Thursday, July 10, 2014





Haunted house auditions can rattle the nerves

Would-be performers seek scary roles in United Way’s annual Halloween-themed fundraiser


September 07. 2013 12:48AM

By - smocarsky@civitasmedia.com






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PLAINS TWP. — A handful of area community theaters enable aspiring thespians to showcase their talents throughout the year. But there’s one area venue that’s perfect for actors and actresses who enjoy scaring as well as entertaining audiences.


And they get to do it dozens of times in just 14 nights. The production is a major fundraiser for the United Way of Wyoming Valley.


The spine-chilling set is inside an old warehouse, high on a hill in Plains Township in the Trion Warehouse off Laird Street. It’s the home of Gravestone Manor — a haunted house with a story to tell. And every year, the story is different.


One of the people likely to be helping tell this year’s story of murder and mayhem is 66-year-old Diane Knoll, of Nanticoke, who was one of about 30 people of all ages auditioning earlier this week for a part.


The potential performers were led into a small, cluttered room in groups of three and sat on folding chairs, facing director Rob Padden, who sat behind a desk, taking notes. Each actor took a turn standing and reading separately from a prepared script. Knoll, a six-year veteran actress with Gravestone Manor, was in the first group to audition Tuesday night and volunteered to read first.


Wedding to remember


“This reminds me of the first haunted house I ever went to,” Knoll said, the intensity of her tone mounting with every sentence. “It was a really scary story in which a lot of people died the night of a wedding. That haunted house gave me nightmares for months. They said the walls were awash with blood and every guest died, even the bride. The story said a child was the culprit of all the grisly murders.”


Next up was Amber Kuhl, 30, of Luzerne, who has been involved with the Gravestone Manor productions for the past three years.


Many people, like Kuhl and Knoll, return year after year, said Padden. “The first time they come, they’re a nervous wreck. Now, it’s like they’re just up in front of a family member.”


Knoll said she has been acting in haunted houses locally for more than 30 years. In 1976, when there were no haunted houses in the area, she said, she and a group of friends started one in Nanticoke at a vacant house a friend was selling.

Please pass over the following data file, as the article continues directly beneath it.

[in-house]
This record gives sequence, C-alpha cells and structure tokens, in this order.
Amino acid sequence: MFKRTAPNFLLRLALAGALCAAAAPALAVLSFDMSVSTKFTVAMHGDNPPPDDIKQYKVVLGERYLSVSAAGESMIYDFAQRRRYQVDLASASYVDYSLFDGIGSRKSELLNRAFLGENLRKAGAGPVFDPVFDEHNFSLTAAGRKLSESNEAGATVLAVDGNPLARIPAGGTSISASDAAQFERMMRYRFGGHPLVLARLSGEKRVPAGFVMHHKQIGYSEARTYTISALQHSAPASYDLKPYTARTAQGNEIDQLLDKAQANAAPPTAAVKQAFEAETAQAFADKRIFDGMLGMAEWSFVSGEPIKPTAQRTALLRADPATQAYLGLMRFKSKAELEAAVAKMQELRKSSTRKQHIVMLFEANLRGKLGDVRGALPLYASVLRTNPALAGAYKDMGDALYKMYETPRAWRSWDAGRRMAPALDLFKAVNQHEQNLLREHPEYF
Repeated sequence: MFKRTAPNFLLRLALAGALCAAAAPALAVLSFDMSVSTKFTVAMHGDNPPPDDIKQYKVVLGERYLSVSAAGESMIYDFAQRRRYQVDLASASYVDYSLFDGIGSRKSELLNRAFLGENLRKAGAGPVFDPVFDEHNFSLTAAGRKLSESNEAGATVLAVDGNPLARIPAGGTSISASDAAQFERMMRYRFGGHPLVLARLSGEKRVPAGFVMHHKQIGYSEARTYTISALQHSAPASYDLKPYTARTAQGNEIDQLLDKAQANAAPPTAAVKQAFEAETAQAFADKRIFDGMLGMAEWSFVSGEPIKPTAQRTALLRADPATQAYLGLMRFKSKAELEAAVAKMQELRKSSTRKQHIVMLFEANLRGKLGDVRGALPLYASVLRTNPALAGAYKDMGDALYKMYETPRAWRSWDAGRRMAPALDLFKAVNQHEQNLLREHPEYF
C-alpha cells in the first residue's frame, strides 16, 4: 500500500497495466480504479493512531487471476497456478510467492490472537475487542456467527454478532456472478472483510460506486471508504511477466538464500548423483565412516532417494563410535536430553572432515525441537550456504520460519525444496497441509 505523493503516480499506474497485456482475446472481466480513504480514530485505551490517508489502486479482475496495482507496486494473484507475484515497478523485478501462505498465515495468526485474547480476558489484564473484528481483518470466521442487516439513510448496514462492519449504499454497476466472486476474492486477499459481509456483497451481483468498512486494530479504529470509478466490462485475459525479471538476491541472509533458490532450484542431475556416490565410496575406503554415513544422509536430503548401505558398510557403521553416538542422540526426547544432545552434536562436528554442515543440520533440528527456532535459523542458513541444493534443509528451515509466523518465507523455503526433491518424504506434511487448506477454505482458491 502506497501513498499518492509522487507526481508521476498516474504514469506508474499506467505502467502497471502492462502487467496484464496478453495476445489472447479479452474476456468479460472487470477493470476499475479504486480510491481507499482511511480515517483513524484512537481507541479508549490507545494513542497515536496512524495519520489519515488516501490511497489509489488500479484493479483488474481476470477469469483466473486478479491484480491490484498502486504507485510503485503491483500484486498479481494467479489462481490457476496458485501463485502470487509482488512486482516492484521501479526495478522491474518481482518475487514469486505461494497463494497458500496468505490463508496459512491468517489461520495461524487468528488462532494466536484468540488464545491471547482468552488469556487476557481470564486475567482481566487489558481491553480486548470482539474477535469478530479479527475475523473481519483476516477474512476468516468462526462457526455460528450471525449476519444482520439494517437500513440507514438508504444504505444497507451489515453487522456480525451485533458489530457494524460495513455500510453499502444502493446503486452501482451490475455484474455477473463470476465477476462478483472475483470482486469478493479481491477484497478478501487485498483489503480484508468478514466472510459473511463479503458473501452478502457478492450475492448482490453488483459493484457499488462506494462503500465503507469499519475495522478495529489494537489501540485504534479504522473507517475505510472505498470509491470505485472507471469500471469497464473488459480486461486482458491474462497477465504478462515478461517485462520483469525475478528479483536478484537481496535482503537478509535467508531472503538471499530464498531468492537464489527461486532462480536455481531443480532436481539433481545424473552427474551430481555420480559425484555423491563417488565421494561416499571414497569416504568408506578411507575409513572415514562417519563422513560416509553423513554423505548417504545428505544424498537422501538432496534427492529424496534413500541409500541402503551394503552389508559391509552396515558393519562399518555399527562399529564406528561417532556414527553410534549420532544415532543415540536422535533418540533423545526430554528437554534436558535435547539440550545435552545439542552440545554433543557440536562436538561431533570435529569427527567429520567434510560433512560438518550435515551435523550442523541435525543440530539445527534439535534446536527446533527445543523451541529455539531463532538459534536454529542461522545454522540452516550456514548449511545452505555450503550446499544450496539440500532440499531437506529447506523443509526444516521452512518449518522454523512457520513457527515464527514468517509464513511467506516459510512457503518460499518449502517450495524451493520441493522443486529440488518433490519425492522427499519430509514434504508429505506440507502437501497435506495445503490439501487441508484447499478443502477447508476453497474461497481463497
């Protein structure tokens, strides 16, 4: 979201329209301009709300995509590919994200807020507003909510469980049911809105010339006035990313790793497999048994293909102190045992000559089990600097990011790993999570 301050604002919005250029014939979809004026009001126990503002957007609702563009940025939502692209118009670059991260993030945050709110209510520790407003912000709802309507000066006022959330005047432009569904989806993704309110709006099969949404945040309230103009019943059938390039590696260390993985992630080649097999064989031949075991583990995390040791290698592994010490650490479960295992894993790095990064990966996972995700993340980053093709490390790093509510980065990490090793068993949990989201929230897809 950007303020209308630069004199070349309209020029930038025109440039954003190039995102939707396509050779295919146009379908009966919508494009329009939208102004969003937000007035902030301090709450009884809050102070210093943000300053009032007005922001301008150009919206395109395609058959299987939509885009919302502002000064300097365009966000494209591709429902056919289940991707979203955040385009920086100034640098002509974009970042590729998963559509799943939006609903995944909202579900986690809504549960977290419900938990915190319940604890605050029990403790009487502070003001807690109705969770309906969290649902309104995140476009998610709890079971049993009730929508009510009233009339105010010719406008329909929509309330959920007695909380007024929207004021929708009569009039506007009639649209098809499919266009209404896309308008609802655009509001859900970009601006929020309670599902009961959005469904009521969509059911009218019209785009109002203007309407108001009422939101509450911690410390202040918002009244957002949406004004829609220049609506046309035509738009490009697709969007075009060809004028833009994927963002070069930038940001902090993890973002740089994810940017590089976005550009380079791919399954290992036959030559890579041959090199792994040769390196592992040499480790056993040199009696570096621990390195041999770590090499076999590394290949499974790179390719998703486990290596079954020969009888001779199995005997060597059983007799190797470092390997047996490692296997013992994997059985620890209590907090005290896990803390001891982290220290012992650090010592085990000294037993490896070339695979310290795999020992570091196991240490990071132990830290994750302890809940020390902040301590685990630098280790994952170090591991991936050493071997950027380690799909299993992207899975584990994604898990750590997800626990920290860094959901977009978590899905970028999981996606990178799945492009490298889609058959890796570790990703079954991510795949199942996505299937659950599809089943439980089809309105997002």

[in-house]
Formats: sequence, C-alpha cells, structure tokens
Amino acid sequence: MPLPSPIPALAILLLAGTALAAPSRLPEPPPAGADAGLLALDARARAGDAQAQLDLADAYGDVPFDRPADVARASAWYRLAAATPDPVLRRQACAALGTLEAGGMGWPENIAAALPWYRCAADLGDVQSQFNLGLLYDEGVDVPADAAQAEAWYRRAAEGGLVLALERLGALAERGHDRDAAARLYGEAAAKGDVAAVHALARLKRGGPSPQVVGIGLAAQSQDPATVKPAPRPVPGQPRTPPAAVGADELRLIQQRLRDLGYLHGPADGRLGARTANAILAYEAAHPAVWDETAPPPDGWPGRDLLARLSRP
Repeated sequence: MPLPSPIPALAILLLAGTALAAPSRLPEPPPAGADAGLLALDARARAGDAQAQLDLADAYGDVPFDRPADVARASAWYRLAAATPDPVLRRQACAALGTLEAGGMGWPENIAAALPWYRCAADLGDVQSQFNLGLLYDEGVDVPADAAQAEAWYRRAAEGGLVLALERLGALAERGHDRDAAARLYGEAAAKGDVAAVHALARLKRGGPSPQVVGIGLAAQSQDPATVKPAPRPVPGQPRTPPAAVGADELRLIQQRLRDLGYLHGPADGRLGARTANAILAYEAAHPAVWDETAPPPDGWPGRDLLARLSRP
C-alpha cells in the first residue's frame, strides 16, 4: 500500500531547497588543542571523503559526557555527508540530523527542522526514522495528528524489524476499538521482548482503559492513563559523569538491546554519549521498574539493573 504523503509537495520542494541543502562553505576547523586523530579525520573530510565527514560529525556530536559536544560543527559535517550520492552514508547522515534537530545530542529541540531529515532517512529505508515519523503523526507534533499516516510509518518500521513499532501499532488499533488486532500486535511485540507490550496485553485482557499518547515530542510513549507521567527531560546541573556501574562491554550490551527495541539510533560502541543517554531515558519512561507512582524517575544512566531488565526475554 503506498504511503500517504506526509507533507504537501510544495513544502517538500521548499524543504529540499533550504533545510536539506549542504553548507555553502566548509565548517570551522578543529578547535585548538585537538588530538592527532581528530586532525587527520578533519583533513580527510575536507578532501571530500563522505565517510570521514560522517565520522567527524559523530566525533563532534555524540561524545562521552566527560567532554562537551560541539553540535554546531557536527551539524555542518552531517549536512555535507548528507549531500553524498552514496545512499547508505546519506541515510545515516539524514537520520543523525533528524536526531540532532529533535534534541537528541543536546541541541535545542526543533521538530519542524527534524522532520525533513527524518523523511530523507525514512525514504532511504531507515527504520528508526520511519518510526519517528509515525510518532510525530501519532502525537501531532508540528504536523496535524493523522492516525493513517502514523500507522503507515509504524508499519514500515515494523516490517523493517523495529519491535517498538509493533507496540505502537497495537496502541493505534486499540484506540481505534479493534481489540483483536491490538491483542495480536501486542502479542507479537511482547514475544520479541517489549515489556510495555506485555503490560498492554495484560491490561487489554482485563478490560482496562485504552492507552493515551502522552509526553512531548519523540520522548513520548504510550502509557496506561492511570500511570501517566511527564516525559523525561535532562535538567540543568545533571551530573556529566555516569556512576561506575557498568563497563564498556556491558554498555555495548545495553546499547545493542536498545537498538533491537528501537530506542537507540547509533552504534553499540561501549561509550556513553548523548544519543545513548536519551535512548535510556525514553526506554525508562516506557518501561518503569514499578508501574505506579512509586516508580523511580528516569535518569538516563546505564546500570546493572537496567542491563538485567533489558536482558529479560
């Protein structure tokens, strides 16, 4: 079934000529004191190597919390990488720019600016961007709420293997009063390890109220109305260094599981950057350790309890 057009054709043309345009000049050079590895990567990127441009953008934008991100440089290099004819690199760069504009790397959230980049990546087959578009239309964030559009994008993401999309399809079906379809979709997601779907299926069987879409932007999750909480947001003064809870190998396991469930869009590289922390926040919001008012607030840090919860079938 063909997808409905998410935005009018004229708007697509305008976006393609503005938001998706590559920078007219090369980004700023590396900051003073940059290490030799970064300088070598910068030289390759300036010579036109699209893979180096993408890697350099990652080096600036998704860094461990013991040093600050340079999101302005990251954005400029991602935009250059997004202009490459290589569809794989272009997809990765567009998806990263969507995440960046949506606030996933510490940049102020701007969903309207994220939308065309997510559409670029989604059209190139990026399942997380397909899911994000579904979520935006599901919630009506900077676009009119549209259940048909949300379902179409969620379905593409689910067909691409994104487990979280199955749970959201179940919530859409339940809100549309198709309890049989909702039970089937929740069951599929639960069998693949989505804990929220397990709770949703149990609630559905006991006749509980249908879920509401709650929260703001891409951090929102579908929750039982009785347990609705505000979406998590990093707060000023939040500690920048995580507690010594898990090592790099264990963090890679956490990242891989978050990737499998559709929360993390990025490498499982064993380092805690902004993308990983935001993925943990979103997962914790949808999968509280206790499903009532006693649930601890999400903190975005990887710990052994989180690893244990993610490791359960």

First-timers


“We only had it for two nights and charged people 50 cents,” said Knoll. “The second night, we had so many people show up, we had to call the police to do crowd control.”


And while plenty of veterans returned to audition, there were also first-timers.


Third to read was 15-year-old Rachael Reese, of Laflin — a newbie to haunted house acting, but no stranger to the theater. She’s had ensemble parts in “The Rocky Horror Picture Show” and “Avenue Q,” she said, and her work at Gravestone Manor will count toward her required community service hours at Holy Redeemer High School.


“I love doing everything theater,” Reese said.


Rachael also likes vampires, according to her mother, Nancy Reese, who accompanied her to the audition. “It’s a good experience for her. She gets to meet a lot of people and have some fun. And she likes Halloween. It’s her favorite holiday.”


This year’s theme


After the three actors finished their solo readings, they read from a conversation in another script, conversing with one another about dreams and nightmares. And that topic is the theme for this year’s Gravestone Manor, which is titled “Nightfall,” said Rick Markham, project coordinator.


“The audience is actually going to enter someone’s dreams and experience what they experience in different stages of sleep as they think back to things from their childhoods that scared them or caused them some alarm. Then, in the world of dreams, these get morphed into things that seem to be happening all around them,” Markham said.


Markham, one of the project founders 15 years ago, said the production is meant to to appeal to people at all different levels.


“So there’s a lot of things that jump out and scare you, but there are things written on different levels, where we kind of get into the philosophical question of, when you’re dreaming and you interact with other people in your dreams, how do you know which one of you is really real and which one of you is really dreaming? And we play around with that concept with the audience,” he said.


 


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